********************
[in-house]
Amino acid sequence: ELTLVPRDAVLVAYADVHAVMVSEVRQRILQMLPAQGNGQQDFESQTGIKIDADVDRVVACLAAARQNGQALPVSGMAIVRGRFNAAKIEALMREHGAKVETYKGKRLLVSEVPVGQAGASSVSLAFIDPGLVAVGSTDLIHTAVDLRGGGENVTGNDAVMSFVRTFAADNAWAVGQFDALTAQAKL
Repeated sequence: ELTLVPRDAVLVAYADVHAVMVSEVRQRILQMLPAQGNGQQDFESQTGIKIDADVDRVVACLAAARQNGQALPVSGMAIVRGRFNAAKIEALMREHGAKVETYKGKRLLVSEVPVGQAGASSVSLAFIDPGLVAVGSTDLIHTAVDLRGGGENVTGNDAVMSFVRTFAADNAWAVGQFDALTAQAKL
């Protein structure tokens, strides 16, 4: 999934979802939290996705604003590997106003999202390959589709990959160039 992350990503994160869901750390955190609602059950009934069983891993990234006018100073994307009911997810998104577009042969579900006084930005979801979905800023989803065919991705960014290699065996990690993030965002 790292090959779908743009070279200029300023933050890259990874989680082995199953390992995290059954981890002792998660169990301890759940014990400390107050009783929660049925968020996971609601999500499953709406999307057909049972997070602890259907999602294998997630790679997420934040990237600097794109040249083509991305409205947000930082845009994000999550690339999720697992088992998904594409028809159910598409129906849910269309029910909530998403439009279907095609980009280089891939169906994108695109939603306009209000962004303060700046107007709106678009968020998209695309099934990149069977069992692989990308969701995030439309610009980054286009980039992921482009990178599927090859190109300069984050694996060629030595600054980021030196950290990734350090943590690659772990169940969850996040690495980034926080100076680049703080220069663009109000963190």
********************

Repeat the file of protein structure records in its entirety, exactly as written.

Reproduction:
[in-house]
Amino acid sequence: ELTLVPRDAVLVAYADVHAVMVSEVRQRILQMLPAQGNGQQDFESQTGIKIDADVDRVVACLAAARQNGQALPVSGMAIVRGRFNAAKIEALMREHGAKVETYKGKRLLVSEVPVGQAGASSVSLAFIDPGLVAVGSTDLIHTAVDLRGGGENVTGNDAVMSFVRTFAADNAWAVGQFDALTAQAKL
Repeated sequence: ELTLVPRDAVLVAYADVHAVMVSEVRQRILQMLPAQGNGQQDFESQTGIKIDADVDRVVACLAAARQNGQALPVSGMAIVRGRFNAAKIEALMREHGAKVETYKGKRLLVSEVPVGQAGASSVSLAFIDPGLVAVGSTDLIHTAVDLRGGGENVTGNDAVMSFVRTFAADNAWAVGQFDALTAQAKL
């Protein structure tokens, strides 16, 4: 999934979802939290996705604003590997106003999202390959589709990959160039 992350990503994160869901750390955190609602059950009934069983891993990234006018100073994307009911997810998104577009042969579900006084930005979801979905800023989803065919991705960014290699065996990690993030965002 790292090959779908743009070279200029300023933050890259990874989680082995199953390992995290059954981890002792998660169990301890759940014990400390107050009783929660049925968020996971609601999500499953709406999307057909049972997070602890259907999602294998997630790679997420934040990237600097794109040249083509991305409205947000930082845009994000999550690339999720697992088992998904594409028809159910598409129906849910269309029910909530998403439009279907095609980009280089891939169906994108695109939603306009209000962004303060700046107007709106678009968020998209695309099934990149069977069992692989990308969701995030439309610009980054286009980039992921482009990178599927090859190109300069984050694996060629030595600054980021030196950290990734350090943590690659772990169940969850996040690495980034926080100076680049703080220069663009109000963190």